How technology has advanced craniofacial indentification

Those 3-dimensional models created to identify a murder victim, or to help track down a criminal have come a long way. UK Professor Caroline Wilkinson is a Facial Anthropologist who has won numerous awards for recreating faces from human remains for archaeological and police investigations.

She is in SA for a craniofacial Identification Symposium hosted by the School of Anatomical Sciences at the Faculty of Health Sciences. She will focus on recent advances in craniofacial superimposition and current practices in forensic facial reconstruction.

John Robbie spoke to Professor Wilkinson about her award-winning work in cranial-facial identification and the advances in this field.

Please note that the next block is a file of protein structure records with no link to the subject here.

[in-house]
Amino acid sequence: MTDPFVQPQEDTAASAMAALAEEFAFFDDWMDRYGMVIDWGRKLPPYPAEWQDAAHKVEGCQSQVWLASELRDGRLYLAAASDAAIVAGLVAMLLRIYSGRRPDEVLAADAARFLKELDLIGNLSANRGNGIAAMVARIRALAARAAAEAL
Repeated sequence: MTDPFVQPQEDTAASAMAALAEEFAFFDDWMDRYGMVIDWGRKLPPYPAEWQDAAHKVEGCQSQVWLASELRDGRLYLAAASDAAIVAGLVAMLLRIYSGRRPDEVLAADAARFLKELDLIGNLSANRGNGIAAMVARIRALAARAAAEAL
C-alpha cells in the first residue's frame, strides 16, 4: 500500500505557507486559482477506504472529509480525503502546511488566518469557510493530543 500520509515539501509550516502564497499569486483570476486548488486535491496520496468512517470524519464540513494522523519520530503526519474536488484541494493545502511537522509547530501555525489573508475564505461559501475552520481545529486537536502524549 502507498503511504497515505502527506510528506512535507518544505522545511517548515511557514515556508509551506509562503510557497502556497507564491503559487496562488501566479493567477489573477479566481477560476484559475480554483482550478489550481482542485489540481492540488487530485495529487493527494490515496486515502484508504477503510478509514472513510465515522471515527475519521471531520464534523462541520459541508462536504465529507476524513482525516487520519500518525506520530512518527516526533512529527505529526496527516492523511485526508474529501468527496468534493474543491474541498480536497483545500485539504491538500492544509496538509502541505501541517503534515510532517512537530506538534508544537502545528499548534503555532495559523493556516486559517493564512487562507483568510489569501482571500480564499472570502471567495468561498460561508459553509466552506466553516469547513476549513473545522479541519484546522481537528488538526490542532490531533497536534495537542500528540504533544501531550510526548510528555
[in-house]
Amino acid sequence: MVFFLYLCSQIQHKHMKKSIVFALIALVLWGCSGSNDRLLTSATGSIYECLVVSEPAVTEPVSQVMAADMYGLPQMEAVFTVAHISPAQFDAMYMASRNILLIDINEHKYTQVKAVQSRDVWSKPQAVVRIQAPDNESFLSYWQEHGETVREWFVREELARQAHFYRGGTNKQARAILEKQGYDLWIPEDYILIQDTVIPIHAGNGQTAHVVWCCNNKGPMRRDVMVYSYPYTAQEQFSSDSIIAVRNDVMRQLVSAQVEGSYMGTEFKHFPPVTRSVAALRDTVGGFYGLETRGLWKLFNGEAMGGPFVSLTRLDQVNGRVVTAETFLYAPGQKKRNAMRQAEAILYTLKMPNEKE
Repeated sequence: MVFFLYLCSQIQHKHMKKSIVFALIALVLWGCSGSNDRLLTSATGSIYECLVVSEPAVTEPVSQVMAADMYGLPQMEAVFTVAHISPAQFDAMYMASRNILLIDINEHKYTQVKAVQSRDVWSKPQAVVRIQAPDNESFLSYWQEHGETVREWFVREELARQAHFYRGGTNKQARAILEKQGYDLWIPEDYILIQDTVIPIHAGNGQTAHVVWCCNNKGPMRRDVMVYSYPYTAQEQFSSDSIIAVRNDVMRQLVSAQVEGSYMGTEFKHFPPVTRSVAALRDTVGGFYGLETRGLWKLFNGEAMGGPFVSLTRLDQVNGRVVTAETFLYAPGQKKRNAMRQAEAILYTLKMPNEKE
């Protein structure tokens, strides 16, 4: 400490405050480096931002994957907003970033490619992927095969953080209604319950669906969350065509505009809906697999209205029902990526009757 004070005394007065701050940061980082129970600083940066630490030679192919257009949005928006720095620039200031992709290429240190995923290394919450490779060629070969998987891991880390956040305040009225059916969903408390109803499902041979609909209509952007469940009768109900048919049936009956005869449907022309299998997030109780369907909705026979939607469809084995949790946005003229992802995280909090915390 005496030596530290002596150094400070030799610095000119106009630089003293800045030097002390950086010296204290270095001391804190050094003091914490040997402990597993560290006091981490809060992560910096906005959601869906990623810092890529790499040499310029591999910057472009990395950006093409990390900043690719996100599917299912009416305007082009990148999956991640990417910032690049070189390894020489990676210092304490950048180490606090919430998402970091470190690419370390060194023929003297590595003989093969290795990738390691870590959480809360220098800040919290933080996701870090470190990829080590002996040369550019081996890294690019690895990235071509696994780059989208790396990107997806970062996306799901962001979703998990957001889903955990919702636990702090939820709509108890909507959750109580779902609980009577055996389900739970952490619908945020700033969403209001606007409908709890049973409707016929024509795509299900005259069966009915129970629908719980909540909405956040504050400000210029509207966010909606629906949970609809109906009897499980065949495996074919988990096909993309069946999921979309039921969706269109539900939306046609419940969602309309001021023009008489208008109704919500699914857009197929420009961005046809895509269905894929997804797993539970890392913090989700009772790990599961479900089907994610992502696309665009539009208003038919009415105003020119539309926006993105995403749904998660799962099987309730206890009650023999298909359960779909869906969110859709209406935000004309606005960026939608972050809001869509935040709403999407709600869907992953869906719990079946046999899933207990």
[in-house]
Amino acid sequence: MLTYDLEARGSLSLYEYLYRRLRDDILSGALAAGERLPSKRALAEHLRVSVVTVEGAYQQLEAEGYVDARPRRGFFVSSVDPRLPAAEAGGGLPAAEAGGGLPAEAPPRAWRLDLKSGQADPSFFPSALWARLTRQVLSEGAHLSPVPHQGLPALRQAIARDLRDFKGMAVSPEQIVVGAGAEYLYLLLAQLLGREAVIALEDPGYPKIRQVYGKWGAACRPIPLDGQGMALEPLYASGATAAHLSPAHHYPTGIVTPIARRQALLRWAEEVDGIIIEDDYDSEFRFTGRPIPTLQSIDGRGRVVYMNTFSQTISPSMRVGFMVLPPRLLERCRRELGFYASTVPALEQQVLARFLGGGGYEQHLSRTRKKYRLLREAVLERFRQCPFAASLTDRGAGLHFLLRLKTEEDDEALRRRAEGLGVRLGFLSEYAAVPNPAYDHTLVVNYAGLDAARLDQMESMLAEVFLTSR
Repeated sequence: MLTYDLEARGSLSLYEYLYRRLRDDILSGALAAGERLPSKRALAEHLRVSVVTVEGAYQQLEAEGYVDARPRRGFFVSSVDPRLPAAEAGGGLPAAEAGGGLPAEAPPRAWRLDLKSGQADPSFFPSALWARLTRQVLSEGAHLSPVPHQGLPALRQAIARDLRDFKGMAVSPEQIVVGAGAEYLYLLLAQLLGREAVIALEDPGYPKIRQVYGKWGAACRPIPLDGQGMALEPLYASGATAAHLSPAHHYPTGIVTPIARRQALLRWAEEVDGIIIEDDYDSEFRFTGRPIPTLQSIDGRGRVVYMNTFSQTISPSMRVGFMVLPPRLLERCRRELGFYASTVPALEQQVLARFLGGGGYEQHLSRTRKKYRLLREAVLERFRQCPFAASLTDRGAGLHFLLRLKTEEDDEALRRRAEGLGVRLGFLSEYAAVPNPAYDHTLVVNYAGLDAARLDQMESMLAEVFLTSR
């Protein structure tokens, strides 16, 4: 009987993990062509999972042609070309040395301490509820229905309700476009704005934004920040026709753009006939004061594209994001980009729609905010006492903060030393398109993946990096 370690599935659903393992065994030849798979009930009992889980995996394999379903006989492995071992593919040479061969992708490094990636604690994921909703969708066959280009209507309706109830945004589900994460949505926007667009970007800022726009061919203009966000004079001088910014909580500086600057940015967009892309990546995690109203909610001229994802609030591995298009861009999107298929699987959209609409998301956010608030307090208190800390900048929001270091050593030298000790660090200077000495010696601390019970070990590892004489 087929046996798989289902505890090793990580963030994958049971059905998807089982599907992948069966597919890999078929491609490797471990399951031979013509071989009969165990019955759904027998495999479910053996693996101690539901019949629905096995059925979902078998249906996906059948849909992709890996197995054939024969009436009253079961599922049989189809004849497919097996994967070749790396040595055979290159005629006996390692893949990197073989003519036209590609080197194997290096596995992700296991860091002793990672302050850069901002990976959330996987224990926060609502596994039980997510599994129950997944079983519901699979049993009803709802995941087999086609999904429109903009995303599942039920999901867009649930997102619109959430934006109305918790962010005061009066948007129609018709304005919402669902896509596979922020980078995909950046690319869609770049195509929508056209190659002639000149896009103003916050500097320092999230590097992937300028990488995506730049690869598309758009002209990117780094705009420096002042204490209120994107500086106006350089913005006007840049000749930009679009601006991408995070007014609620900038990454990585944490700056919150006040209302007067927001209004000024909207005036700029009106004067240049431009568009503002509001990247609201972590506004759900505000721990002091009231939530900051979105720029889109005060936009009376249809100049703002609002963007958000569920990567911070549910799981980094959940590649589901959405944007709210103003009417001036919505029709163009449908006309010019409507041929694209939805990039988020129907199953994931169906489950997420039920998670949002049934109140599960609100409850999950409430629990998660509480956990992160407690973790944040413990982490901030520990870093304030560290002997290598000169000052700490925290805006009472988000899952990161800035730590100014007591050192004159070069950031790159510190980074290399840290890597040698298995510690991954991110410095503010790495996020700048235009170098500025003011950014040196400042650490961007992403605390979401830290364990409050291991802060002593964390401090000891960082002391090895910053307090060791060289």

Most of the work is done in 3D in a computer system

Professor Caroline Wilkinson, Facial Anthropologist and the Director of the School of Art & Design, Liverpool John Moores University

It is both art and science. We need art skills to produce faces that look realistic and we need to follow scientific standards to get it as accurate as possible.

Professor Caroline Wilkinson, Facial Anthropologist and the Director of the School of Art & Design, Liverpool John Moores University

It is always very gratifying to help and lead to a victim’s killer and conviction.

Professor Caroline Wilkinson, Facial Anthropologist and the Director of the School of Art & Design, Liverpool John Moores University

Listen to the conversation below:


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